The American Heart Association Has Listed Three Beef Cuts As Part Of Its Food Certification Program, which places the Association’s heart-check mark on food packages to help healthy consumers identify foods that meet criteria for saturated fat and cholesterol. The listing of the three products results in part from the Association’s partnership with the Beef Checkoff Program.
The three beef cuts that met the Association’s criteria for extra lean and now are certified to display the heart-check mark include:
- Boneless Top Sirloin Petite Roast (select grade)
- Top Sirloin Filet (select grade)
- Top Sirloin Kabob (select grade)
The American Heart Association heart-check mark is one of the most trusted icons on food packaging today – and it continues to resonate with health-conscious shoppers, even in a challenging economy. In fact, more than 83% of consumers have an aided awareness of the heart-check mark, and nearly 75% of primary grocery shoppers say the heart-check mark improves the likelihood that they’ll buy a product.
This certification allows retailers to display the heart-check mark on fresh case beef packages, promoting the health benefits of a serving of these particular beef cuts to their customers. This is good news, as many of the food industry’s top brands have certified products. The mark has been shown to influence sales by as much as 5%. In addition, The Beef Checkoff Trade Association Certification simplifies a retailer’s processing and related costs to participate in the American Heart Association’s heart-check mark program, such as waiving of certain fees and significant discounts to participate.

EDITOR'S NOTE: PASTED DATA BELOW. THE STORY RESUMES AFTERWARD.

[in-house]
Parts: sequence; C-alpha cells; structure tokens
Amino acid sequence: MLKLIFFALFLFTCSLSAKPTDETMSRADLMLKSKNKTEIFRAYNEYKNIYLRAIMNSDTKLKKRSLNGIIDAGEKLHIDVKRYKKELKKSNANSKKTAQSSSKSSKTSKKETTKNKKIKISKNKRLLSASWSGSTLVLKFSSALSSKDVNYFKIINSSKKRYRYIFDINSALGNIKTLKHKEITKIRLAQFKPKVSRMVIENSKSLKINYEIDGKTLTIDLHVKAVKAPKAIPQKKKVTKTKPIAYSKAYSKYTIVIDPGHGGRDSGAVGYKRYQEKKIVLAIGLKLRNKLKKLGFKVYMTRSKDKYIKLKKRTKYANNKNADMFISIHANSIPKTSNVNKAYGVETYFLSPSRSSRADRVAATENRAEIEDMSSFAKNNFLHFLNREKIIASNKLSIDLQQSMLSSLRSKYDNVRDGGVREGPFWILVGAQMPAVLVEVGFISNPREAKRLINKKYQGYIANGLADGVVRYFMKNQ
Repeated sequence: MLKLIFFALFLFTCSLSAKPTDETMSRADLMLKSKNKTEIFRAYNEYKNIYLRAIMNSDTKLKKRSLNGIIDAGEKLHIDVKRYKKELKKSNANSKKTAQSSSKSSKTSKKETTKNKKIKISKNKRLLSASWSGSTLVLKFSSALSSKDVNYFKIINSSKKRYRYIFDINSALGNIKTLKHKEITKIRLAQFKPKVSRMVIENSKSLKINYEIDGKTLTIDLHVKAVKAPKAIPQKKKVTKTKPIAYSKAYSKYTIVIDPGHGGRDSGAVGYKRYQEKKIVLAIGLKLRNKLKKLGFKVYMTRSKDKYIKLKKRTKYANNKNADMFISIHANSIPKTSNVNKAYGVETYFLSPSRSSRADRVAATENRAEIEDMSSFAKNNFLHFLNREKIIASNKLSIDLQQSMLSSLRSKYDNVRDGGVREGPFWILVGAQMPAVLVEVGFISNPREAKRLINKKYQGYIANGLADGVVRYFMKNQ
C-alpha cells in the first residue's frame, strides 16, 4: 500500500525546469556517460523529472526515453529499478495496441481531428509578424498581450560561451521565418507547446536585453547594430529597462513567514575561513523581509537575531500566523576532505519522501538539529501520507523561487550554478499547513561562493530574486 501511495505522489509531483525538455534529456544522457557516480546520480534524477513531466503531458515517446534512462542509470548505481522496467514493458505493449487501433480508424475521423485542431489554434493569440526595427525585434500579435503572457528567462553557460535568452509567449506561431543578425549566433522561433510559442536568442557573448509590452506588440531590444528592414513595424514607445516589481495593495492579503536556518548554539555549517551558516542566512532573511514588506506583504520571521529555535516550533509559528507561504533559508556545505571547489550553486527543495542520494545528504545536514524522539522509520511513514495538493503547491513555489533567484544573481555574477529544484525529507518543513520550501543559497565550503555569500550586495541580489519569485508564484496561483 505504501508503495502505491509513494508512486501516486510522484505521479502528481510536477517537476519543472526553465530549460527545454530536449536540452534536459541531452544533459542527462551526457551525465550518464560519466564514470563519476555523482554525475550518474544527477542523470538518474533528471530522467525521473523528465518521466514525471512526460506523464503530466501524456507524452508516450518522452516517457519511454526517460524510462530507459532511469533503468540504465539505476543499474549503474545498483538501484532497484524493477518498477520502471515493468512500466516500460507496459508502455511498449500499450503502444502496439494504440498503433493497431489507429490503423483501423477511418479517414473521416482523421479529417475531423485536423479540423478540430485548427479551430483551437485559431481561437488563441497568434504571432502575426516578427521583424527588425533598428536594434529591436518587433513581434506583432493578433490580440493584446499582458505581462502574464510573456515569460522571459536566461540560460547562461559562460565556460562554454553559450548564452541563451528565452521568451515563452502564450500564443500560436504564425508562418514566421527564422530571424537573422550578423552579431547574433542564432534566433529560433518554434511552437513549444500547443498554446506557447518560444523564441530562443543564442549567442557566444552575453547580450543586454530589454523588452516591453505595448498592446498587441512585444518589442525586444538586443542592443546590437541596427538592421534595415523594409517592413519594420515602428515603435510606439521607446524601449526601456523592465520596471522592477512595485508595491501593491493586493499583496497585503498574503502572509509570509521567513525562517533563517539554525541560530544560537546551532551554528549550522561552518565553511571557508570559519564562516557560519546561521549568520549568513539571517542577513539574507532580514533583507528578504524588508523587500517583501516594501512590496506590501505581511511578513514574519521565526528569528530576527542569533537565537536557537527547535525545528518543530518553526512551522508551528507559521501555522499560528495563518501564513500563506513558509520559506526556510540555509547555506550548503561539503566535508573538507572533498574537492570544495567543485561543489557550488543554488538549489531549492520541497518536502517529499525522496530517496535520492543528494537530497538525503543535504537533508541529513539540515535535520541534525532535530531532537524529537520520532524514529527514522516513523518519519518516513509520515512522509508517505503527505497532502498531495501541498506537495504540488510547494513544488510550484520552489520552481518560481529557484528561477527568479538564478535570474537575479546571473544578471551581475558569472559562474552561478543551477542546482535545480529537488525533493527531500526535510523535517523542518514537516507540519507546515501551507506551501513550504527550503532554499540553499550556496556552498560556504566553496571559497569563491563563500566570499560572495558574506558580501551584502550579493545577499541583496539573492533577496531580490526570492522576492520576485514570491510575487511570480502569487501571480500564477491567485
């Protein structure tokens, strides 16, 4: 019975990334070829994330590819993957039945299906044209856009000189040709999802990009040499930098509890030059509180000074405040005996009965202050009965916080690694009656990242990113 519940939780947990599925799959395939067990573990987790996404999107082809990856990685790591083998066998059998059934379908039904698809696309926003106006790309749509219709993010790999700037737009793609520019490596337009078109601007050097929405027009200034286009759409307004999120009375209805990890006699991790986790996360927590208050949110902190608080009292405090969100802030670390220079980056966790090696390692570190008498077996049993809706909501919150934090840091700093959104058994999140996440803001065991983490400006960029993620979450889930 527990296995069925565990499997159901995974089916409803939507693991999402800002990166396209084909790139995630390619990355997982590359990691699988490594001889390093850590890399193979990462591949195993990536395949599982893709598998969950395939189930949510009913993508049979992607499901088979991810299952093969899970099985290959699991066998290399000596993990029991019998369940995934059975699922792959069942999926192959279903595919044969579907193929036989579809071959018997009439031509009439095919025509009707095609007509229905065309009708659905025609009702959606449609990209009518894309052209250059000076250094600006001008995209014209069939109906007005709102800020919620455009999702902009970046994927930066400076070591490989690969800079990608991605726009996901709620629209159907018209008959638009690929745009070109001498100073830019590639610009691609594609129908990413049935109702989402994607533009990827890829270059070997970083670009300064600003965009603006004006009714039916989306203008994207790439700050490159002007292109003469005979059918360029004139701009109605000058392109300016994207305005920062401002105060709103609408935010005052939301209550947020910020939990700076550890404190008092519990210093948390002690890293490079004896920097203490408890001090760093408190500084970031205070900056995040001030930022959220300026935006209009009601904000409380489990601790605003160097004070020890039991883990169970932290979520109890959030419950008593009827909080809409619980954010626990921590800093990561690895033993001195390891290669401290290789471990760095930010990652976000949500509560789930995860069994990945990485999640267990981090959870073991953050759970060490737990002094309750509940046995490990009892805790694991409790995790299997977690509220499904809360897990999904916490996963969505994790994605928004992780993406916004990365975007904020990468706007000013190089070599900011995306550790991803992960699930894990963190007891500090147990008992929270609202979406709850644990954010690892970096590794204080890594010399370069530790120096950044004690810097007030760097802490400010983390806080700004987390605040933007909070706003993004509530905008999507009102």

In addition to the three products certified by the American Heart Association, there are many popular beef cuts that meet government guidelines for lean for a single serving, including favorites such as sirloin, flank steak, tenderloin, T-bone steak and 95% lean ground beef. With about 30 lean beef cuts, it’s easy to build great tasting and healthy meals that include America’s favorite protein – beef – with vegetables, fruits and whole grains.
“Lean beef helps Americans build a healthy diet and manage their waistline, because one three-ounce serving provides 10 essential nutrients for about 154 calories, helping you meet the new Dietary Guidelines,”
said Cheryl Hendricks, a registered dietitian with NCBA, which contracts to manage retail marketing efforts for the Checkoff. “With today’s focus on obesity, lean beef is a solution that satisfies our appetites and provides more nutrients for fewer calories than many other foods.”
A new report by the U.S. Meat Export Federation (USMEF) shows that 2010 was the best year ever for U.S. beef export value as a final total of $4.08 billion in shipments broke the previous high of $3.86 billion set in 2003. Last year’s export value total was also a nearly $1 billion improvement over 2009.